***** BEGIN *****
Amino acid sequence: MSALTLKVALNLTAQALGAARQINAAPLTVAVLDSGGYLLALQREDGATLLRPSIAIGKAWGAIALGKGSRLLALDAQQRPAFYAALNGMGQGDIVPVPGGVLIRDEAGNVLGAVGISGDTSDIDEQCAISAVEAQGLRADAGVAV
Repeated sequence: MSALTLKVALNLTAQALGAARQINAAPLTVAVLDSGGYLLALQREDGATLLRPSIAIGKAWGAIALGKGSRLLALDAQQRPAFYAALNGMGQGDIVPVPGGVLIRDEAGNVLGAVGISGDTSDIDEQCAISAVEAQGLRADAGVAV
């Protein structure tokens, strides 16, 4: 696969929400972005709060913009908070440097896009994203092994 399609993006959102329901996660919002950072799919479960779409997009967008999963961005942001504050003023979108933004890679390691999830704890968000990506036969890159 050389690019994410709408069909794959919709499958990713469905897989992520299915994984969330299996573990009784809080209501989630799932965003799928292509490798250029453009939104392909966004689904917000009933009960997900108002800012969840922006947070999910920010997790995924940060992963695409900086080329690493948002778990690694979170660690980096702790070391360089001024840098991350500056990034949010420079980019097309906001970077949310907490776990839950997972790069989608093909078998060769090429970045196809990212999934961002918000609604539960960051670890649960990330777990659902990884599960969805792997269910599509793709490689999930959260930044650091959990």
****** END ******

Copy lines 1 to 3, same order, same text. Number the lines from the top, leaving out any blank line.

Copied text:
Amino acid sequence: MSALTLKVALNLTAQALGAARQINAAPLTVAVLDSGGYLLALQREDGATLLRPSIAIGKAWGAIALGKGSRLLALDAQQRPAFYAALNGMGQGDIVPVPGGVLIRDEAGNVLGAVGISGDTSDIDEQCAISAVEAQGLRADAGVAV
Repeated sequence: MSALTLKVALNLTAQALGAARQINAAPLTVAVLDSGGYLLALQREDGATLLRPSIAIGKAWGAIALGKGSRLLALDAQQRPAFYAALNGMGQGDIVPVPGGVLIRDEAGNVLGAVGISGDTSDIDEQCAISAVEAQGLRADAGVAV
């Protein structure tokens, strides 16, 4: 696969929400972005709060913009908070440097896009994203092994 399609993006959102329901996660919002950072799919479960779409997009967008999963961005942001504050003023979108933004890679390691999830704890968000990506036969890159 050389690019994410709408069909794959919709499958990713469905897989992520299915994984969330299996573990009784809080209501989630799932965003799928292509490798250029453009939104392909966004689904917000009933009960997900108002800012969840922006947070999910920010997790995924940060992963695409900086080329690493948002778990690694979170660690980096702790070391360089001024840098991350500056990034949010420079980019097309906001970077949310907490776990839950997972790069989608093909078998060769090429970045196809990212999934961002918000609604539960960051670890649960990330777990659902990884599960969805792997269910599509793709490689999930959260930044650091959990």